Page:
Listen to Adriel’s original composition submitted with his entry.

Adriel Sukumar (Age 18, NSW)

FANFARE: First Light

Adriel Sukumar is an 18-year-old emerging young Australian composer currently studying his first year of a Bachelor of Music (Composition) at the Sydney Conservatorium of Music, The University of Sydney. His love for music started at a young age through learning Carnatic Music, before learning the piano and later picking up various other instruments including the flute and Carnatic Violin. In late 2020, he completed his Certificate of Performance (AMEB) Examination on piano with honours. He is currently an organist and vocalist at his local church parish, where he has been involved with music for more than ten years. He participated in the 2020 Artology Fanfare program, having his work ‘Fanfare Triumphant’ recorded by conductor Matthew Coorey and the Australian Youth Orchestra. His work ‘Recovery’ which was written in response to 2021 floods in NSW, was performed by Wollongong based chamber orchestra Steel City Strings as part of their 2021 Celebration of Youth Concert series, after winning their composition contest. His music has also been performed by students at the Sydney Conservatorium of Music. Adriel looks forward to having his Fanfare ‘First Light’ Performed later this year as part of the 2022 Artology Fanfare Program.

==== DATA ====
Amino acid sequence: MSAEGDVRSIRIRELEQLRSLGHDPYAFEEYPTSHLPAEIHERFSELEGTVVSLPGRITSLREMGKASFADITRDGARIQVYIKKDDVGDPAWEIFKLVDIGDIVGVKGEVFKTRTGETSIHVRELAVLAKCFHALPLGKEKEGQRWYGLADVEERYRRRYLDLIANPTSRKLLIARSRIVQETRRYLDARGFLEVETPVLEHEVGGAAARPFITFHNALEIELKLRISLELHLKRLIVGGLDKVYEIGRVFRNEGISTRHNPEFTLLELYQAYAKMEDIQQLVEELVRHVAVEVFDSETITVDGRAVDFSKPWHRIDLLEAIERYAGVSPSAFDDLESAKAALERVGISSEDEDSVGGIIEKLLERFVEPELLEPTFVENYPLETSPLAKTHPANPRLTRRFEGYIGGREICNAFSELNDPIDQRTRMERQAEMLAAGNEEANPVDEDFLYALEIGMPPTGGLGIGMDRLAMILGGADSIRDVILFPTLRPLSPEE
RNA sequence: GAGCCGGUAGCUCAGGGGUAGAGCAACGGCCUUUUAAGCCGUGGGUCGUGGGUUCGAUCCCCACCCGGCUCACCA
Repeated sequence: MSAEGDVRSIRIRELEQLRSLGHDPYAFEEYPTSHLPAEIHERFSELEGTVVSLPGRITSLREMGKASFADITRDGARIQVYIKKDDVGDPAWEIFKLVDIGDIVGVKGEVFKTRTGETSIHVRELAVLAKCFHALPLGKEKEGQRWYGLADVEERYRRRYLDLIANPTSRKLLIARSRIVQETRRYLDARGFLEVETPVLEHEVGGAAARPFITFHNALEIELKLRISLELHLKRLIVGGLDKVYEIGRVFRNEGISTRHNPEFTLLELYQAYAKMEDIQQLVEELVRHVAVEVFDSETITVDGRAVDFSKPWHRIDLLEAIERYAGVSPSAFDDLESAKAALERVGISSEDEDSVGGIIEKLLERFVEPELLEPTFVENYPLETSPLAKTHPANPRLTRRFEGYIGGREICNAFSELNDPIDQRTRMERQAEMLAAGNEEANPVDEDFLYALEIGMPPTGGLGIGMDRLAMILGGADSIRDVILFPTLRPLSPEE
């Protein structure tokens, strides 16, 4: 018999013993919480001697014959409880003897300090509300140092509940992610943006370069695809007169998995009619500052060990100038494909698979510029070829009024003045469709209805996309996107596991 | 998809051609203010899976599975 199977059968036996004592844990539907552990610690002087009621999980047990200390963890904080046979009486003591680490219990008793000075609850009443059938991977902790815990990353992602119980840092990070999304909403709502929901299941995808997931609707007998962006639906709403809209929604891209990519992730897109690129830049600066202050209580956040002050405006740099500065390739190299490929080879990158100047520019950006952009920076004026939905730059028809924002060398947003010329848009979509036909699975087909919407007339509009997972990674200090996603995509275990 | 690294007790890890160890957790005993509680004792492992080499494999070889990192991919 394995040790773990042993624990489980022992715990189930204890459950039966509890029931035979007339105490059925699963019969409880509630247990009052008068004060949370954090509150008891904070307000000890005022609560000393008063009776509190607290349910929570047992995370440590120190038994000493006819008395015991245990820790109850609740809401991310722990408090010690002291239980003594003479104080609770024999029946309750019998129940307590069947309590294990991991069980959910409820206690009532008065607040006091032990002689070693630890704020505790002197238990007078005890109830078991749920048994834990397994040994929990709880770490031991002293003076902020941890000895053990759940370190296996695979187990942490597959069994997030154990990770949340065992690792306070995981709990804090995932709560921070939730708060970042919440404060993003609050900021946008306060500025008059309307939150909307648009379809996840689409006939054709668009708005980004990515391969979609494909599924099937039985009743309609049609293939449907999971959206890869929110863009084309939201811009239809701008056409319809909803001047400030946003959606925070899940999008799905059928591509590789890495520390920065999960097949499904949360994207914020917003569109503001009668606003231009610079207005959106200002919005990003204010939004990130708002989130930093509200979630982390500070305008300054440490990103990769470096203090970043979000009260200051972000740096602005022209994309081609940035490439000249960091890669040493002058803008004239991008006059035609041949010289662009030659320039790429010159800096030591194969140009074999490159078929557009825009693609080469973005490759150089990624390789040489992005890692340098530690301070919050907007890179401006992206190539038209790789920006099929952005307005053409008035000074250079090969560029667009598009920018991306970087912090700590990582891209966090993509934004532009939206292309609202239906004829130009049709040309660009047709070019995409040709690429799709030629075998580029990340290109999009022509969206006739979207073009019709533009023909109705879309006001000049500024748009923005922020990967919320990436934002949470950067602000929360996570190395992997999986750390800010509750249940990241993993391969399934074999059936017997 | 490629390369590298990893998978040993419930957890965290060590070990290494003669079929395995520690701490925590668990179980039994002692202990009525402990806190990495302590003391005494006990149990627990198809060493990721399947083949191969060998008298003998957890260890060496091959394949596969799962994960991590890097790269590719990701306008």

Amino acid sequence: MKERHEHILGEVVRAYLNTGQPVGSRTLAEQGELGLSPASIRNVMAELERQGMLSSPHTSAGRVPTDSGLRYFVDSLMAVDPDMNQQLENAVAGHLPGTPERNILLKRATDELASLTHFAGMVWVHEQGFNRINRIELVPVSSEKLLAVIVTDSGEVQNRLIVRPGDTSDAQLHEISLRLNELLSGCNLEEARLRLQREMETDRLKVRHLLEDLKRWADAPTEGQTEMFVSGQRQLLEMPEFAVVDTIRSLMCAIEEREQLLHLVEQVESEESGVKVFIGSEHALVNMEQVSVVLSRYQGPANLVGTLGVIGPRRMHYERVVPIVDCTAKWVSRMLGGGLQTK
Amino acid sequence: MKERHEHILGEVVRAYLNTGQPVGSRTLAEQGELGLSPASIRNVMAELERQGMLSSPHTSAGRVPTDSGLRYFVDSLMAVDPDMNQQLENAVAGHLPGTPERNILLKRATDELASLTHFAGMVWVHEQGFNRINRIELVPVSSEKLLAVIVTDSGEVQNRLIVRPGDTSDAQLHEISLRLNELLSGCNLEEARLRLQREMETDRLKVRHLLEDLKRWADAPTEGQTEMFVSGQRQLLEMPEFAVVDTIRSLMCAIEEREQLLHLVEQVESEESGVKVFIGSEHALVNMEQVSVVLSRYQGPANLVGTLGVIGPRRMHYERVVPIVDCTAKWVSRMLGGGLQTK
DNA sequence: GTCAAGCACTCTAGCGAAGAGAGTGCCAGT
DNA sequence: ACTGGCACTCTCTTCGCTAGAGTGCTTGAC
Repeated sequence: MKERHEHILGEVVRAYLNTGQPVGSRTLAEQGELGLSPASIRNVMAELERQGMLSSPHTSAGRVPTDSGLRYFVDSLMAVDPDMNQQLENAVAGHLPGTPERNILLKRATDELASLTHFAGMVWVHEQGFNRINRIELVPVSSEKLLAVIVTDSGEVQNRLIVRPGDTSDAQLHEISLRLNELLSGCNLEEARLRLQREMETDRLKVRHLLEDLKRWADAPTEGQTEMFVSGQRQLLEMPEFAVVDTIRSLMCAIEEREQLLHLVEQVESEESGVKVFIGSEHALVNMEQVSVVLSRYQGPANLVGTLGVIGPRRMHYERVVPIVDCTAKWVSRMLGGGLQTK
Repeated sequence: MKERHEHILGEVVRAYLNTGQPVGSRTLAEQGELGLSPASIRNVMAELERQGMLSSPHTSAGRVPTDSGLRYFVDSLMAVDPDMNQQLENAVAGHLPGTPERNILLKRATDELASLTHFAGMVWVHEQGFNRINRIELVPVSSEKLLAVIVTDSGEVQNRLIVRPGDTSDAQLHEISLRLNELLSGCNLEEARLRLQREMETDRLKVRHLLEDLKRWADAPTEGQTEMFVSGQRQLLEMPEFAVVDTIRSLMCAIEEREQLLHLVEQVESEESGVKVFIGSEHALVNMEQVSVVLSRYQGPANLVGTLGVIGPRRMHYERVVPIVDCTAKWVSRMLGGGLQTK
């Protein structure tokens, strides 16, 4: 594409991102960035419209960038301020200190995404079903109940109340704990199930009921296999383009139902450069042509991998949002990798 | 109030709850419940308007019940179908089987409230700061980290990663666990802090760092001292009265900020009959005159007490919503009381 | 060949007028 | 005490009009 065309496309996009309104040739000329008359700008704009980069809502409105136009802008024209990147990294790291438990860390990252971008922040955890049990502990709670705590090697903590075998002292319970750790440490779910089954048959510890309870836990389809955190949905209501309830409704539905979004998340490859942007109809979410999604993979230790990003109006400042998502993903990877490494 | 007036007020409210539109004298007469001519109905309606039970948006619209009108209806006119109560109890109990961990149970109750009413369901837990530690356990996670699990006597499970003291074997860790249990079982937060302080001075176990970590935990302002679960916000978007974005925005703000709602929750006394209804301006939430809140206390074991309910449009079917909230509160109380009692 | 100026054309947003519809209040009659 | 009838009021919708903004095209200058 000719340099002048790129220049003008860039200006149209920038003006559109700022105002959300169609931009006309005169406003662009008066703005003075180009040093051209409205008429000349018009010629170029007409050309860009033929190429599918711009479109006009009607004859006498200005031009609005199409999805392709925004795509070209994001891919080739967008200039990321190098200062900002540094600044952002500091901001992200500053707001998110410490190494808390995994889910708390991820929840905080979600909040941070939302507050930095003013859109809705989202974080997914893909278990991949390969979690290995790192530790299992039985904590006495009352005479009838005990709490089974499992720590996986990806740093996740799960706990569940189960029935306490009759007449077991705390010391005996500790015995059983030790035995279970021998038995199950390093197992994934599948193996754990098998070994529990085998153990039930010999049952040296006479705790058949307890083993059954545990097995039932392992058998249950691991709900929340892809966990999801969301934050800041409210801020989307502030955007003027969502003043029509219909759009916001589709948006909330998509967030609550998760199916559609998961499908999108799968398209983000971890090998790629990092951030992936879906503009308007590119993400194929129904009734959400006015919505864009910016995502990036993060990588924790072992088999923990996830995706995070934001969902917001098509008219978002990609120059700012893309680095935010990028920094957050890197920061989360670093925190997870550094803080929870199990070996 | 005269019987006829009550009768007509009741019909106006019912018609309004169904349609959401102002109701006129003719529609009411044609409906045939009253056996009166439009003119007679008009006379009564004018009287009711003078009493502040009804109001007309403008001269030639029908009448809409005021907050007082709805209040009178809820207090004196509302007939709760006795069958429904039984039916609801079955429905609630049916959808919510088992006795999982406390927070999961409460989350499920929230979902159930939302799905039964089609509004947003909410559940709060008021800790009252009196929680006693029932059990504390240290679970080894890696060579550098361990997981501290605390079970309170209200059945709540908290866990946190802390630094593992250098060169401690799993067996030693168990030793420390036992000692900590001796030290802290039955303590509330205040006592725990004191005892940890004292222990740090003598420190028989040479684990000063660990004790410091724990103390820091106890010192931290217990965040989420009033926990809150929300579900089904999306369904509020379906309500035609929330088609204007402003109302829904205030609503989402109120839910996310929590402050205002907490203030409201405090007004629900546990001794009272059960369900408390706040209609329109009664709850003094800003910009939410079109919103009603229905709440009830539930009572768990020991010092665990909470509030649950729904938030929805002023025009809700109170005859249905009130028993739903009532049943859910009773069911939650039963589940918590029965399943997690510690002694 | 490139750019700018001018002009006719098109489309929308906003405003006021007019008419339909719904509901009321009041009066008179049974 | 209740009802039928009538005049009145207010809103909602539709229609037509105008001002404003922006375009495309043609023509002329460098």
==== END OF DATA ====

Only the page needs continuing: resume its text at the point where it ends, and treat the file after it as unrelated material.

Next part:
Composition Inspiration:

‘First Light’, announces the beginning of a new day, creating an image of a majestically rising new sun, with a rising figure in the brass. This is greeted excitedly by ‘birdsong’ in the winds before becoming something fully of energy and life, constantly rising and exploring new tonal centres. As I was writing ‘First Light’, I kept on thinking back to chords that I like to use to extended tonic harmony in both the Lydian and Mixolydian mode. In fact, most of my fanfare is based on a motif of two such chords, along with the tonic chord itself, heard during the opening, and forming a rhythmic and energetic ostinato, modulating constantly between various tonal centres. The melody itself doesn’t stick to one mode, instead switching between different modes freely as it sees fit, sometimes resulting in small but interesting clashes with the accompaniment. Rhythmically the fanfare has constant metric changes, somewhat free in the opening and creating a hemiola effect that drives it forward later on.